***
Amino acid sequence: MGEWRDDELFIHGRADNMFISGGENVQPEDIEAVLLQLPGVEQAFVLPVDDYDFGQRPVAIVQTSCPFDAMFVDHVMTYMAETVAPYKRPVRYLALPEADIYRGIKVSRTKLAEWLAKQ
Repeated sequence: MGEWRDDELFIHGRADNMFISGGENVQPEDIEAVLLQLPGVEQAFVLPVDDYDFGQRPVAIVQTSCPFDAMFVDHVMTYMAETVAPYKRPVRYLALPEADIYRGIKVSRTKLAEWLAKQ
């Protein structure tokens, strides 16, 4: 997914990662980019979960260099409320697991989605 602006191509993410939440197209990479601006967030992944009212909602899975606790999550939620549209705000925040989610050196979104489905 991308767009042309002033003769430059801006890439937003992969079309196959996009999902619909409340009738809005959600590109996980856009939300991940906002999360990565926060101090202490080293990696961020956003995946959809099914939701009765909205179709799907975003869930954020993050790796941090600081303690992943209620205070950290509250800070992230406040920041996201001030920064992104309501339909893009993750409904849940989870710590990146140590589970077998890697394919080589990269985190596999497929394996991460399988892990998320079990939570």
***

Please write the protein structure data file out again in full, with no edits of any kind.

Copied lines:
Amino acid sequence: MGEWRDDELFIHGRADNMFISGGENVQPEDIEAVLLQLPGVEQAFVLPVDDYDFGQRPVAIVQTSCPFDAMFVDHVMTYMAETVAPYKRPVRYLALPEADIYRGIKVSRTKLAEWLAKQ
Repeated sequence: MGEWRDDELFIHGRADNMFISGGENVQPEDIEAVLLQLPGVEQAFVLPVDDYDFGQRPVAIVQTSCPFDAMFVDHVMTYMAETVAPYKRPVRYLALPEADIYRGIKVSRTKLAEWLAKQ
């Protein structure tokens, strides 16, 4: 997914990662980019979960260099409320697991989605 602006191509993410939440197209990479601006967030992944009212909602899975606790999550939620549209705000925040989610050196979104489905 991308767009042309002033003769430059801006890439937003992969079309196959996009999902619909409340009738809005959600590109996980856009939300991940906002999360990565926060101090202490080293990696961020956003995946959809099914939701009765909205179709799907975003869930954020993050790796941090600081303690992943209620205070950290509250800070992230406040920041996201001030920064992104309501339909893009993750409904849940989870710590990146140590589970077998890697394919080589990269985190596999497929394996991460399988892990998320079990939570």